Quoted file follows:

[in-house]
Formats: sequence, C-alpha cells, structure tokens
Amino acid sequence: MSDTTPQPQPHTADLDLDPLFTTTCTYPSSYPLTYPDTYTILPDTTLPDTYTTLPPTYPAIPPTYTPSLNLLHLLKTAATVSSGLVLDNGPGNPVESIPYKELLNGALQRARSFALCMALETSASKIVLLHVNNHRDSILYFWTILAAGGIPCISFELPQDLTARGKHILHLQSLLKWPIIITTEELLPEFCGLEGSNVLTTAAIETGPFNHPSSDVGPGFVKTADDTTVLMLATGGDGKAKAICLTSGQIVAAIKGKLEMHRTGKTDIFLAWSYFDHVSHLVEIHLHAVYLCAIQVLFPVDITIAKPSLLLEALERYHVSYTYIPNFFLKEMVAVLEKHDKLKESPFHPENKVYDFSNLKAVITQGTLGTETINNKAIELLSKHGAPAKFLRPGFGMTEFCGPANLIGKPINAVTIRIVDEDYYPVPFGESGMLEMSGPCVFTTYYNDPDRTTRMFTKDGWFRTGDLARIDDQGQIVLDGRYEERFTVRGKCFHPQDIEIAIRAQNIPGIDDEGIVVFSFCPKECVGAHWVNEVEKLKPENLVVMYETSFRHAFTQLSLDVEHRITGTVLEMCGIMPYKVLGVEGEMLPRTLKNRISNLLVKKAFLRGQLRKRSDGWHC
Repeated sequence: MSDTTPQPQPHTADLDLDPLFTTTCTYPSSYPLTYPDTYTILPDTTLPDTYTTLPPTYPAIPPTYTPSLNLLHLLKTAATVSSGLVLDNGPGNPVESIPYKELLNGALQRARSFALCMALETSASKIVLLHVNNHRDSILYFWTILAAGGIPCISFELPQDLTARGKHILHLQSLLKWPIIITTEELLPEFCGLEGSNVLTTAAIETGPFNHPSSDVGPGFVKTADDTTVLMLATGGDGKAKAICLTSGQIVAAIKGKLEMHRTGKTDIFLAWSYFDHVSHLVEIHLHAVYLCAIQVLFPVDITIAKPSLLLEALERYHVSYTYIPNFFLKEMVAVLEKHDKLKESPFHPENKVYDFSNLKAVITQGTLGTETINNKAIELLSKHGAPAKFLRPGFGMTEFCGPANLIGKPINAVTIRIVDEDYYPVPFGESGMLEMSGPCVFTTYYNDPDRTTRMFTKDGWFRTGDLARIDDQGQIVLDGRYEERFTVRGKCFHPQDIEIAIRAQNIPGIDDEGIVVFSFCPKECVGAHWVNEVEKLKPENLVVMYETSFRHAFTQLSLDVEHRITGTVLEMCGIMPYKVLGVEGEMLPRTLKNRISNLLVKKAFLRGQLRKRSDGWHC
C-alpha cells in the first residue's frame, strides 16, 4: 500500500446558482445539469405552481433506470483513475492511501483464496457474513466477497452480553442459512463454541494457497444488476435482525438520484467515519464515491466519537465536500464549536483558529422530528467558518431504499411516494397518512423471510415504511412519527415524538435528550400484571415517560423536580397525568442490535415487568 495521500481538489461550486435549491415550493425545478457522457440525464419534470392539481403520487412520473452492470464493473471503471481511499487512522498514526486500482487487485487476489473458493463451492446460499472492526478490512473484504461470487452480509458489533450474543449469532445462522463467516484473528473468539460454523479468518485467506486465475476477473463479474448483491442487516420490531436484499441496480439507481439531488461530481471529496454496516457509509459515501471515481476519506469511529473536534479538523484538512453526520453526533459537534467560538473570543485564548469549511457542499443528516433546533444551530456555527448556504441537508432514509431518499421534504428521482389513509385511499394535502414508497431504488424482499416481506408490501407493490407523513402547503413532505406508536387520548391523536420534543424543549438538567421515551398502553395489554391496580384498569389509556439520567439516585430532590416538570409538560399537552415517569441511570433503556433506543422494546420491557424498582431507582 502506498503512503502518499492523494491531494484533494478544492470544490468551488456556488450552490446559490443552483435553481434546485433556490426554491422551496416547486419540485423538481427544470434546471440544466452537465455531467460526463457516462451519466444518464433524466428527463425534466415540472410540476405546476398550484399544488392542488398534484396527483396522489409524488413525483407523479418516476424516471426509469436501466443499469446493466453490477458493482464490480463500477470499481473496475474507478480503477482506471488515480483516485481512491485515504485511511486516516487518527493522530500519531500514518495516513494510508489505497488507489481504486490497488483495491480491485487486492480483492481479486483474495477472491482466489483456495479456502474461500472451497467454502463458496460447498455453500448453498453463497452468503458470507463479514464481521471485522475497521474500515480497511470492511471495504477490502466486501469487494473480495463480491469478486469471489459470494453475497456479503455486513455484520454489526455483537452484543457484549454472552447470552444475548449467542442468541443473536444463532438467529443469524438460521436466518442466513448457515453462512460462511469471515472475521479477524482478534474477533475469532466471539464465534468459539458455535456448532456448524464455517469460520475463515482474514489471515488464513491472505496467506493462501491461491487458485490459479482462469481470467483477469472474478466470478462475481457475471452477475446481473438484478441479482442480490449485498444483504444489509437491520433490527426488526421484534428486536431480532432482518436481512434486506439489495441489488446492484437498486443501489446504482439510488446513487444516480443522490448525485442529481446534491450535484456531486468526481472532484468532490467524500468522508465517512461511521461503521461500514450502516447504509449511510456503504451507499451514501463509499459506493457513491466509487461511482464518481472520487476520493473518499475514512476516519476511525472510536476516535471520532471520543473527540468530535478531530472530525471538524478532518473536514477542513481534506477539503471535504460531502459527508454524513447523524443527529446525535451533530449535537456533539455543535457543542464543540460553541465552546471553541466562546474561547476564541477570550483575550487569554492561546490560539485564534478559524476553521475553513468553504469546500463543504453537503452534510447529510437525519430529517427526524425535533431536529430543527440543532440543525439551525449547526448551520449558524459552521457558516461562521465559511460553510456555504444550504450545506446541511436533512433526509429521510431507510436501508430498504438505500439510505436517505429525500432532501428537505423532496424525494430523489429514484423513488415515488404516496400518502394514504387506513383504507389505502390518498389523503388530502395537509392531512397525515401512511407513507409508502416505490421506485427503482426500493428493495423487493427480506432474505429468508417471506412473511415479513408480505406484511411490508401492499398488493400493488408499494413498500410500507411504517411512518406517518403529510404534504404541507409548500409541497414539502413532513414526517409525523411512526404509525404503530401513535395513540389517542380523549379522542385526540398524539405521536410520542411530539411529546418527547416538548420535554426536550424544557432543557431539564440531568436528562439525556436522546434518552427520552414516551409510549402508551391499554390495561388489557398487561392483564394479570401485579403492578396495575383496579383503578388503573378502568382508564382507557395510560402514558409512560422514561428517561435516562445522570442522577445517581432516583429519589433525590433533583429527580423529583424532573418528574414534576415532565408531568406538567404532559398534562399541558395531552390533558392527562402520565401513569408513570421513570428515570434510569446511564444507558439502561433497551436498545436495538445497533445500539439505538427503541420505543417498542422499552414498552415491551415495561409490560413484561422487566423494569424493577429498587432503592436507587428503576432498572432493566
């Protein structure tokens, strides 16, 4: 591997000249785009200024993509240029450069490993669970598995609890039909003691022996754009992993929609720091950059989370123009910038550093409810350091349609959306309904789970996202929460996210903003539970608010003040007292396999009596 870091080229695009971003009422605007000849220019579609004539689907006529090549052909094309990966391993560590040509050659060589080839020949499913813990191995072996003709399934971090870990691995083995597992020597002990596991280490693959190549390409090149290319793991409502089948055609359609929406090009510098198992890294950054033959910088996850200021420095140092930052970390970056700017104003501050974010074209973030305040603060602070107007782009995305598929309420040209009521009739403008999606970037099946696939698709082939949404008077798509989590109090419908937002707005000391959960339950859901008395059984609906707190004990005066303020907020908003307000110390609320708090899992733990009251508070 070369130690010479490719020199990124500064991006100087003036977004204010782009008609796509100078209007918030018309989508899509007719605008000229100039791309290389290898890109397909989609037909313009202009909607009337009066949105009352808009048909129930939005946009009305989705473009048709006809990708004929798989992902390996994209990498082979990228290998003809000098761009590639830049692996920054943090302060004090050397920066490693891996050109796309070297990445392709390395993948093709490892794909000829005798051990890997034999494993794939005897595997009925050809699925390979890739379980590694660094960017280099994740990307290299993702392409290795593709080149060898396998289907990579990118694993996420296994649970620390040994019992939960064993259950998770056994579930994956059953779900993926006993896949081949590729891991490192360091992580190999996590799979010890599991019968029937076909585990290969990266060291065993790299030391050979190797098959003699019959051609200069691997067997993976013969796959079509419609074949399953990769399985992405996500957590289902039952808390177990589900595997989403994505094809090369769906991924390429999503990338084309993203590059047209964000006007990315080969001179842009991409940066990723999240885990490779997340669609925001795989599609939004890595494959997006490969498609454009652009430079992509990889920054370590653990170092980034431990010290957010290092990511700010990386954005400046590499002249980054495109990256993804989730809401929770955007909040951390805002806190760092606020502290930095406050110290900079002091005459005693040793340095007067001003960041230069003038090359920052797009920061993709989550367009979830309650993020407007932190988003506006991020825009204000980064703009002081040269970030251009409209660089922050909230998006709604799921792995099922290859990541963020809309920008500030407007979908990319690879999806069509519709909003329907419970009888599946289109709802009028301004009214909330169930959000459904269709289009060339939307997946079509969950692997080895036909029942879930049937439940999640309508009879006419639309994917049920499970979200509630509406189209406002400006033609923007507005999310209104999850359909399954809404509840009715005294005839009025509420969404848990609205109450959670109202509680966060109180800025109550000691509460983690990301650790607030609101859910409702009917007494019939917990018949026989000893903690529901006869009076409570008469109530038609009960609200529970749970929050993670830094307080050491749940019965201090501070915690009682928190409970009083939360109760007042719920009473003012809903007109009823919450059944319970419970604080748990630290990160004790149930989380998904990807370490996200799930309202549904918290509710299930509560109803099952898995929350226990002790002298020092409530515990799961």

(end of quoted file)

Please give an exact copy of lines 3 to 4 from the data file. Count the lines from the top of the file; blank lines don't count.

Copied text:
Amino acid sequence: MSDTTPQPQPHTADLDLDPLFTTTCTYPSSYPLTYPDTYTILPDTTLPDTYTTLPPTYPAIPPTYTPSLNLLHLLKTAATVSSGLVLDNGPGNPVESIPYKELLNGALQRARSFALCMALETSASKIVLLHVNNHRDSILYFWTILAAGGIPCISFELPQDLTARGKHILHLQSLLKWPIIITTEELLPEFCGLEGSNVLTTAAIETGPFNHPSSDVGPGFVKTADDTTVLMLATGGDGKAKAICLTSGQIVAAIKGKLEMHRTGKTDIFLAWSYFDHVSHLVEIHLHAVYLCAIQVLFPVDITIAKPSLLLEALERYHVSYTYIPNFFLKEMVAVLEKHDKLKESPFHPENKVYDFSNLKAVITQGTLGTETINNKAIELLSKHGAPAKFLRPGFGMTEFCGPANLIGKPINAVTIRIVDEDYYPVPFGESGMLEMSGPCVFTTYYNDPDRTTRMFTKDGWFRTGDLARIDDQGQIVLDGRYEERFTVRGKCFHPQDIEIAIRAQNIPGIDDEGIVVFSFCPKECVGAHWVNEVEKLKPENLVVMYETSFRHAFTQLSLDVEHRITGTVLEMCGIMPYKVLGVEGEMLPRTLKNRISNLLVKKAFLRGQLRKRSDGWHC
Repeated sequence: MSDTTPQPQPHTADLDLDPLFTTTCTYPSSYPLTYPDTYTILPDTTLPDTYTTLPPTYPAIPPTYTPSLNLLHLLKTAATVSSGLVLDNGPGNPVESIPYKELLNGALQRARSFALCMALETSASKIVLLHVNNHRDSILYFWTILAAGGIPCISFELPQDLTARGKHILHLQSLLKWPIIITTEELLPEFCGLEGSNVLTTAAIETGPFNHPSSDVGPGFVKTADDTTVLMLATGGDGKAKAICLTSGQIVAAIKGKLEMHRTGKTDIFLAWSYFDHVSHLVEIHLHAVYLCAIQVLFPVDITIAKPSLLLEALERYHVSYTYIPNFFLKEMVAVLEKHDKLKESPFHPENKVYDFSNLKAVITQGTLGTETINNKAIELLSKHGAPAKFLRPGFGMTEFCGPANLIGKPINAVTIRIVDEDYYPVPFGESGMLEMSGPCVFTTYYNDPDRTTRMFTKDGWFRTGDLARIDDQGQIVLDGRYEERFTVRGKCFHPQDIEIAIRAQNIPGIDDEGIVVFSFCPKECVGAHWVNEVEKLKPENLVVMYETSFRHAFTQLSLDVEHRITGTVLEMCGIMPYKVLGVEGEMLPRTLKNRISNLLVKKAFLRGQLRKRSDGWHC